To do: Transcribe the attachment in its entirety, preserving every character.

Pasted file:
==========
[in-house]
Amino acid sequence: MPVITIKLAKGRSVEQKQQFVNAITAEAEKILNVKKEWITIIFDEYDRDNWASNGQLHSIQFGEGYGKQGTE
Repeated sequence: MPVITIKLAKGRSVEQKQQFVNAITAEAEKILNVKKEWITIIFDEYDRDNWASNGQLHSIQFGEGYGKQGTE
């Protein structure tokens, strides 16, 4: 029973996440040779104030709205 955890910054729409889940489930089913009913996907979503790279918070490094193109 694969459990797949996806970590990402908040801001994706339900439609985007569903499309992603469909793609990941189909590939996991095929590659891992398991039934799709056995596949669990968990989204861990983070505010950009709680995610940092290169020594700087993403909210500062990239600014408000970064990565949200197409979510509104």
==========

[in-house]
Amino acid sequence: MPVITIKLAKGRSVEQKQQFVNAITAEAEKILNVKKEWITIIFDEYDRDNWASNGQLHSIQFGEGYGKQGTE
Repeated sequence: MPVITIKLAKGRSVEQKQQFVNAITAEAEKILNVKKEWITIIFDEYDRDNWASNGQLHSIQFGEGYGKQGTE
């Protein structure tokens, strides 16, 4: 029973996440040779104030709205 955890910054729409889940489930089913009913996907979503790279918070490094193109 694969459990797949996806970590990402908040801001994706339900439609985007569903499309992603469909793609990941189909590939996991095929590659891992398991039934799709056995596949669990968990989204861990983070505010950009709680995610940092290169020594700087993403909210500062990239600014408000970064990565949200197409979510509104």